In last week’s post I used R heatmaps to visualise the performance of NFL Quarterbacks in 2012. This was done in a 2 step process,
- Clustering QB performance based on the 12 performance metrics using hierarchical clustering
- Plotting the performance clusters using R’s pheatmap library
An output from the step 1 is the cluster dendrogram that represents the clusters and how far apart they are. Reading the dendogram from the top, it first splits the 33 QBs into 2 clusters. Moving down, it then splits into 4 clusters and so on. This is useful as you can move down the diagram and stop when you have the number of clusters you want to analyse or show and easily read off the members of each cluster.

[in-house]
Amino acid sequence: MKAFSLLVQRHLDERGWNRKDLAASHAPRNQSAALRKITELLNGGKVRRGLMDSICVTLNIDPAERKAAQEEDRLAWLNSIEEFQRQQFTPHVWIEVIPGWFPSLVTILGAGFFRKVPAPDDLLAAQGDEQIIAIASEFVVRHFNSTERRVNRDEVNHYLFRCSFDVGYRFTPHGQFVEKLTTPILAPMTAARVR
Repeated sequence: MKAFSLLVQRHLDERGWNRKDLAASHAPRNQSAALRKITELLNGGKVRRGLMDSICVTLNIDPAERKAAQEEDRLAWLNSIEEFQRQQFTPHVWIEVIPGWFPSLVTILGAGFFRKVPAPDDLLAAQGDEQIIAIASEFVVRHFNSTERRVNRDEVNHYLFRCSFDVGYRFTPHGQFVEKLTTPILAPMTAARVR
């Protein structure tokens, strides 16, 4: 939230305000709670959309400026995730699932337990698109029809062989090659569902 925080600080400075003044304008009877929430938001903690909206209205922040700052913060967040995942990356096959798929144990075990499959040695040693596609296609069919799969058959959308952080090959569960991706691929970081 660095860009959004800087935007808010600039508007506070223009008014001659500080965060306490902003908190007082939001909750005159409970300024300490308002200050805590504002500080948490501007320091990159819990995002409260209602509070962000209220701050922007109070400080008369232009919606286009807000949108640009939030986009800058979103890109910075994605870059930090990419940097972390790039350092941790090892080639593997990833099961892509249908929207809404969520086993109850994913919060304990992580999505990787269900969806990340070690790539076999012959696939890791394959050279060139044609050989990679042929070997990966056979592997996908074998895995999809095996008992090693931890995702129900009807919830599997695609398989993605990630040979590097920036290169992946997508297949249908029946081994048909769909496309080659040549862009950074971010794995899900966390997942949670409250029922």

An alternative way to visualise clusters is to use the distance matrix and transform it into a 2 dimensional representation using R’s multidimensional scaling function
QBdist <- as.matrix(dist(QBscaled)) QBdist.cmds <- cmdscale(QBdist,eig=TRUE, k=2) # k is the number of dimensions x <- QBdist.cmds$points[,1] y <- QBdist.cmds$points[,2] plot(x, y, main="Metric MDS", type="n") text(x, y, labels = row.names(QBscaled), cex=.7)
This works well when the clusters are well defined visually but when they’re not like in this case then it just raises questions why certain data points belong to one cluster versus another. For example, Ben Roethlisberger and Matt Ryan above. Unfortunately Mark Sanchez is still unambiguously in a special class with Brady Quinn and Matt Cassel.